ST. FRANCIS, Wis. — The Milwaukee Bucks have added the biggest piece to their rebuilding project to date, selecting Duke forward Jabari Parker with the No. 2 overall pick in Thursday’s NBA Draft.
Milwaukee’s decision to take Parker became easier when the Cleveland Cavaliers made Kansas guard Andrew Wiggins the top pick in the draft, as the Bucks decided against trading back and took the highly coveted Parker.
"I think the best way to sum it up into one sentence is: Tonight, we got better," Bucks general manager John Hammond said. "It is a great feeling to be sitting here knowing that we have a player and a person like Jabari Parker that is coming into this organization.
"He’s a really, really special person, as well as a special player. I think he’s someone this community and fan base is going to enjoy so much."
While the Bucks got the player they wanted, Parker is off to the place he not only said he wanted to go to, but also predicted as his landing spot. Parker said the Bucks told him they were all in on him and that was exactly what he wanted to hear.
"I feel like I can contribute right off the bat," Parker said. "I feel like I’m going to be able to grow with that organization, and I’m trying to be a throwback player, only stick with one team.
"This might bite me in the butt years from now, but right now I just want to stick with whoever’s rolling with me."
Parker averaged 19.1 points and 8.7 rebounds per game in his lone season for Duke, earning ACC Freshman of the Year honors and finishing second in the voting for ACC Player of the Year. The 6-foot-8 forward was named a first-team All-American by numerous outlets and was the USBWA National Freshman of the Year.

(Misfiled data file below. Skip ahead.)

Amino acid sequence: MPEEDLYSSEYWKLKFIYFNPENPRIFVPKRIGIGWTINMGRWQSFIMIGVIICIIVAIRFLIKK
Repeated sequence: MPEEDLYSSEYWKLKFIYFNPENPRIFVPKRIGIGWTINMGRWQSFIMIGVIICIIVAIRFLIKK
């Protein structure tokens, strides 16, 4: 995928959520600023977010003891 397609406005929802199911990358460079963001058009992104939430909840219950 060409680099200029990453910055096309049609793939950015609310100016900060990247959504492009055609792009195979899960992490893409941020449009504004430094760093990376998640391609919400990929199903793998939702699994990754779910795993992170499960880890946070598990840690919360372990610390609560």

The Chicago native’s offensive skillset should allow him to step in and contribute on that end of the floor from the beginning at both the small forward and power forward positions.
"He’s one of those players that is a matchup problem," Hammond said. "I think he can play two positions offensively. He can play the small forward position because he can put the ball on the floor and can create a shot for himself.
"On the defensive end of the floor, I always look at this, if a guy knows how to play, he knows how to play on the defensive end too. He’ll figure it out. It won’t take him very long. He was guarding people around the basket. I think he has an ability to do that because of his size. He’s a big guy, but he’s got great feet, very fast feet, very quick feet for a guy that size. Defensively, he’s going to guard both (small forward and power forward)."
Milwaukee hosted Parker at their training facility last week, as Cleveland was the only other team with whom he went through a workout. The fact Parker was so vocal about wanting to come to Milwaukee and play for the Bucks left an impression within the organization.
"We’re really excited about the fact that he wants to be here," Hammond said. "He’s thanking us for the opportunity. That’s something that you really appreciate. I think it has a chance to be a great long-term fit for us. We hope we as an organization can grow with him and some of the other young pieces on our roster.